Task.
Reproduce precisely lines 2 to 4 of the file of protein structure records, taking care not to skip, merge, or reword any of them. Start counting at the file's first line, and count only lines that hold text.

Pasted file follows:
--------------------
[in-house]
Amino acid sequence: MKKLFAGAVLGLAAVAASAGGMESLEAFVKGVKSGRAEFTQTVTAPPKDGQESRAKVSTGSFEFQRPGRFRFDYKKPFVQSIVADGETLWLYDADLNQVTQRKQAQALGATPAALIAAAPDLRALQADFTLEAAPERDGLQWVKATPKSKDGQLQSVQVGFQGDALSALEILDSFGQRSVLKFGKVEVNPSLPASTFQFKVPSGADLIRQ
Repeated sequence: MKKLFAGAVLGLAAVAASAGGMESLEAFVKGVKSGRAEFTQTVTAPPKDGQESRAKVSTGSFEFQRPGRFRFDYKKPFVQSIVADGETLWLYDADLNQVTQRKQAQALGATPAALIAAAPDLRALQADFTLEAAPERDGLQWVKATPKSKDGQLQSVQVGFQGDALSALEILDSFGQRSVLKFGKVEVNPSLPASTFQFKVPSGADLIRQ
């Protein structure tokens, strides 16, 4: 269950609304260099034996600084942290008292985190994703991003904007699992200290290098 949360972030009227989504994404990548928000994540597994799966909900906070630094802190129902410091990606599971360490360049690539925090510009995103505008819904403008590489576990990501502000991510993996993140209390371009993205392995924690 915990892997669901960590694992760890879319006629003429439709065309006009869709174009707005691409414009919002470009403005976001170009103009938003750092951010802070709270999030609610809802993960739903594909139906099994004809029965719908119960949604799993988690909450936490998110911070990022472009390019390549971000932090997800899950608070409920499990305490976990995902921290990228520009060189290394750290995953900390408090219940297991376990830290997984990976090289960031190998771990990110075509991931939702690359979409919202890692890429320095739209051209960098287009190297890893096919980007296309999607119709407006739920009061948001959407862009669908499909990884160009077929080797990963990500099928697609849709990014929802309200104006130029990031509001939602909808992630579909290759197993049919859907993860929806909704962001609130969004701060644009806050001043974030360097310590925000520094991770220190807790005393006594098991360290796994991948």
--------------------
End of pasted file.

Amino acid sequence: MKKLFAGAVLGLAAVAASAGGMESLEAFVKGVKSGRAEFTQTVTAPPKDGQESRAKVSTGSFEFQRPGRFRFDYKKPFVQSIVADGETLWLYDADLNQVTQRKQAQALGATPAALIAAAPDLRALQADFTLEAAPERDGLQWVKATPKSKDGQLQSVQVGFQGDALSALEILDSFGQRSVLKFGKVEVNPSLPASTFQFKVPSGADLIRQ
Repeated sequence: MKKLFAGAVLGLAAVAASAGGMESLEAFVKGVKSGRAEFTQTVTAPPKDGQESRAKVSTGSFEFQRPGRFRFDYKKPFVQSIVADGETLWLYDADLNQVTQRKQAQALGATPAALIAAAPDLRALQADFTLEAAPERDGLQWVKATPKSKDGQLQSVQVGFQGDALSALEILDSFGQRSVLKFGKVEVNPSLPASTFQFKVPSGADLIRQ
């Protein structure tokens, strides 16, 4: 269950609304260099034996600084942290008292985190994703991003904007699992200290290098 949360972030009227989504994404990548928000994540597994799966909900906070630094802190129902410091990606599971360490360049690539925090510009995103505008819904403008590489576990990501502000991510993996993140209390371009993205392995924690 915990892997669901960590694992760890879319006629003429439709065309006009869709174009707005691409414009919002470009403005976001170009103009938003750092951010802070709270999030609610809802993960739903594909139906099994004809029965719908119960949604799993988690909450936490998110911070990022472009390019390549971000932090997800899950608070409920499990305490976990995902921290990228520009060189290394750290995953900390408090219940297991376990830290997984990976090289960031190998771990990110075509991931939702690359979409919202890692890429320095739209051209960098287009190297890893096919980007296309999607119709407006739920009061948001959407862009669908499909990884160009077929080797990963990500099928697609849709990014929802309200104006130029990031509001939602909808992630579909290759197993049919859907993860929806909704962001609130969004701060644009806050001043974030360097310590925000520094991770220190807790005393006594098991360290796994991948």